We used to have a goal of 10,000 franchises, but that is a lot of people to support. Now we say why even worry about the number of franchisees? Why not just focus on the system-wide sales, because that means every franchisee on average is performing beautifully if we reach $2 billion in system-wide sales. At the same time, I want to maintain the special culture that we have worked so hard to create all these years. At the heart of our business success across our service brands, The Dwyer Group Code of Values has been our roadmap on this journey. It will continue to be the foundation for our future as well.

Second interview with Philip Milburn, Head of Mr. Electric and Aire Serv in the UK

Roy: In relation to the UK market in your experience, how do you see the substantial change in the franchise market over the last 30 years? What is the main difference?

Philip: I don’t think there is much of a difference. I think it is still people from all walks of life, all in the trade, who for a variety of reasons, maybe want a better work-life balance, are fed up with their job, maybe because they are ambitious, there are a variety of reasons why they want to be on their own, but not on their own.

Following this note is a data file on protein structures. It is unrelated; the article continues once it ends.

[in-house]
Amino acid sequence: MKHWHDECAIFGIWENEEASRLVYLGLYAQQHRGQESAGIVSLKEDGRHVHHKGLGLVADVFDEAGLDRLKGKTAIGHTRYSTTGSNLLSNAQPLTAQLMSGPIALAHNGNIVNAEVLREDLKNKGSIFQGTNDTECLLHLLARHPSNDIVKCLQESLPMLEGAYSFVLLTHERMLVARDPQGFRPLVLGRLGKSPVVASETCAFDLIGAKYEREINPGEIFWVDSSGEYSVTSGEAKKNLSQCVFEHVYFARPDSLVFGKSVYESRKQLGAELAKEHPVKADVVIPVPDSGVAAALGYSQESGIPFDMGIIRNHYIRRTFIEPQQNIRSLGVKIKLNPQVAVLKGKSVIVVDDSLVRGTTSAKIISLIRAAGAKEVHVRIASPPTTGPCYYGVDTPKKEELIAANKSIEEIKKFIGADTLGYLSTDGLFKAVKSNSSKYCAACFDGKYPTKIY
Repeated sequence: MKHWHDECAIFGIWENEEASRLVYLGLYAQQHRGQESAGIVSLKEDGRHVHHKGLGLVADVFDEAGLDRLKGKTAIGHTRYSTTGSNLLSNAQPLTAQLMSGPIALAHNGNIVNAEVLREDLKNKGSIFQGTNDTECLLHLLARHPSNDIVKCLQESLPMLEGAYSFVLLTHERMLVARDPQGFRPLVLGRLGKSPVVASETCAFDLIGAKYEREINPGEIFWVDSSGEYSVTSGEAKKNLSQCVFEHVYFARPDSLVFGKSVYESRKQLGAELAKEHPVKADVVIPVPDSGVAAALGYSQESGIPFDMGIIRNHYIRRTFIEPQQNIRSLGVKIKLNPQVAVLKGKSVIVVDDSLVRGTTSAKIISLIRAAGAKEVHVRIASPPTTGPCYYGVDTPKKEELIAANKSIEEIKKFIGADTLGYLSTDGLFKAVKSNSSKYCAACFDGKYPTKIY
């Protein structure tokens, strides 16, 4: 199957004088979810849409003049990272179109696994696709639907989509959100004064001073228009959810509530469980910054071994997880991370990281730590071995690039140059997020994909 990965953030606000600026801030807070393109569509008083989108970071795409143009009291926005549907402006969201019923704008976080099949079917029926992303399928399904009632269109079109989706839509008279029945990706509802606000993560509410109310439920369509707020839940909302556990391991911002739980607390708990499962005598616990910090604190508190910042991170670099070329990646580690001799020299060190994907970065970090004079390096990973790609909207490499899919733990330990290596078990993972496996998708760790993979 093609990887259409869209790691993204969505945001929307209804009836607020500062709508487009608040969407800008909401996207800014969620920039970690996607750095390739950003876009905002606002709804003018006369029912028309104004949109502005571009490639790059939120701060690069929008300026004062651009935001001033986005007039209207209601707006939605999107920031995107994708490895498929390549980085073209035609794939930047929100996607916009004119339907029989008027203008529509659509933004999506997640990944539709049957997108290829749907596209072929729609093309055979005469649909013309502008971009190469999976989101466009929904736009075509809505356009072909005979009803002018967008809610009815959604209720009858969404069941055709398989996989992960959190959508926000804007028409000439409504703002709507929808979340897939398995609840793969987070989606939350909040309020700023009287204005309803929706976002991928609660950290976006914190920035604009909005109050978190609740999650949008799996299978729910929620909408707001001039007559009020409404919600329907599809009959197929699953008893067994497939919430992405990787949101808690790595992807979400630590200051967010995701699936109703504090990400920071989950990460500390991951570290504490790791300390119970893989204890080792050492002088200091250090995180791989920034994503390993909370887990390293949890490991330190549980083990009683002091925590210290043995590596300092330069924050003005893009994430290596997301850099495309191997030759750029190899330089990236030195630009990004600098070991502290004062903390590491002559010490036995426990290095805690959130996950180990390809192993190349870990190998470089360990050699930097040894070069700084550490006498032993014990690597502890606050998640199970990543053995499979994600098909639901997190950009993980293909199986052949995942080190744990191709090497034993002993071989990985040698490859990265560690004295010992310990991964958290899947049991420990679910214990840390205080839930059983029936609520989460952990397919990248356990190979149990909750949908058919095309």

Roy: In relation to Mr Electric, where do you see the biggest growth to actually bring on-board new franchise owners?

Philip: That’s easy. We are an electrical contracting business, but the hottest topic in this country at the moment is energy savings. We have a unique suite of energy-saving products, so we can talk to people like McDonald's and say we can save them money on their extractor fans, chillers, air conditioning and car park sites. And we do it for the corporate sites or for the franchisees, so that is just one example. Everyone likes to save money, but also everyone likes to do their bit for the environment, which is what makes it such a unique hot topic.

Roy: Have you clearly identified the profile of what you consider to be your perfect franchise owner?

Philip: No, if I am honest, we are still looking for people in the trade, so small electrical contractors, and maybe they see that they can do a lot more work if we follow Mr Electric on energy saving. Remember, we are an electrical contractor business that uses energy saving to open the door. It is easier to talk to someone and say ‘can I come and talk to you about saving energy?’ There is no obligation; we will do a survey for free and while we are there talk to them about LED lights, about doing their electrical work, and they can talk to us when they have a power outage. But in my opinion it is easier to sell energy saving than it is a service to replace your sockets.